Could you work with a local business or charity to sponsor a competition or event? Perhaps an offer from you could be part of the prize package, either to their team or their customers. Or maybe you could be a speaker at an event or conference they’re running. It’s a great way to support local initiatives, get your name/logo/book onto literature, posters, leaflets, and other marketing collateral that’s going straight into the hands of your potential readers. It could make a lasting connection with other businesses that can help promote your services, or that may need them themselves (but just don’t know it yet).

 

  1. Incentivise the action you want people to take

Remember when CDs and DVDs first replaced vinyl records, cassettes and VHS videos? There were lots of advantages: they took up less space, they were much less prone to accidental damage, and the quality was far superior. But, despite all these consumer benefits, they were also significantly more expensive. Recognising this, publishers made the most of the increased storage capacity the new media allowed and began offering bonus footage, extra tracks, exclusive documentaries, artist interviews and ‘deluxe’ editions to incentivise people to spend those extra few pounds.

When you’ve found your audience, and you’re in front of them promoting your book, go one step further and hit them with a not-to-be-missed, limited time incentive to take the action you want them to take. What you offer will depend on the audience and what you want them to do, but doing something like this builds value, makes your offer harder to miss and gives your audience a reason to act take action now and not put it off until later.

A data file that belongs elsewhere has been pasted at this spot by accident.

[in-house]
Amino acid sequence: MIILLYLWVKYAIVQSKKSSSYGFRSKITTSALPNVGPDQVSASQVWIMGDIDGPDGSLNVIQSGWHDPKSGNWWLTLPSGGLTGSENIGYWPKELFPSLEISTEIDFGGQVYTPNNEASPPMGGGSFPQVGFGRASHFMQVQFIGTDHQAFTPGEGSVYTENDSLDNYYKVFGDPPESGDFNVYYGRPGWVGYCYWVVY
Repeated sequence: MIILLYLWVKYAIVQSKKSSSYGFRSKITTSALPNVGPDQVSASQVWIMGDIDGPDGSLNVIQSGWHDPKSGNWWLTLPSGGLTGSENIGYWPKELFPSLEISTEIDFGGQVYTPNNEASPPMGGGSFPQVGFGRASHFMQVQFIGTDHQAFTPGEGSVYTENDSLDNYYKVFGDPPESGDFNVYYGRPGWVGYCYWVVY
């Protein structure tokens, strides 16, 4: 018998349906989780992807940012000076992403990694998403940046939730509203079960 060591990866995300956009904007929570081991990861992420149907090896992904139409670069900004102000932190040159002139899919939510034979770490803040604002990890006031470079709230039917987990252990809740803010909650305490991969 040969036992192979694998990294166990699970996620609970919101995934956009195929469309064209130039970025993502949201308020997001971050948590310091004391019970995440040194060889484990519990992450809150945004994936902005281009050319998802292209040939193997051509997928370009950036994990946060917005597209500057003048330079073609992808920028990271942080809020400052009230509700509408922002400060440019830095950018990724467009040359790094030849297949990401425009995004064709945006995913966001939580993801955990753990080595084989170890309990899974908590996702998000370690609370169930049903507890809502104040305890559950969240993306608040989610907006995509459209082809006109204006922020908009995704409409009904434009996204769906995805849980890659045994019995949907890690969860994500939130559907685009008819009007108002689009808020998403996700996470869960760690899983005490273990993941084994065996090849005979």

1. Build an online course

Creating and launching an online course based on your book can help you extend your reach and provide profile on platforms where your book wouldn’t be visible. By building the price of the book into the cost of the course, you can use it to incentivise sign-ups. This positions it as a practical support resource that works alongside the coursework. As well as providing a digital edition of the book, send your course subscribers a hard copy too. It will live on well after the course has ended, you’ll increase the potential for word-of-mouth recommendations, and you can use it to build reviews that can help attract new readers away from the course. 

 

  1. Publicise your personal appearances

If you’re doing a speaking event or taking part in a conference that means you’ll be rolling up in a new town, make sure the local media know about it. Local newspapers, websites and radio stations love hearing from people from outside the area, especially if it’s promoting an event happening locally. Offer interviews and articles and maybe recruit the event organisers to help you promote your presence.

 

  1. Do an online Q&A or AMA (Ask Me Anything)

Be brave and open yourself up to being quizzed by on Twitter or Redditt. No question should be out of bounds, and you should answer every question honestly and candidly. But don’t forget about your book – find ways to slip it into answers and frame it as a solution. This is a fun way to create some interesting conversation around you and your book, to make you more real to your audience, boost your influence and reach people you may not otherwise be able to.

 

Don’t let your book start to be forgotten as life and the daily demands of running a business begin to push it further into the background. Remind yourself why you wrote and published a book in the first place. Remember how big sales and bestseller status probably weren’t on the list, and then get creative about using the power of your book to open doors, extend your reach and boost the profile of you and your business.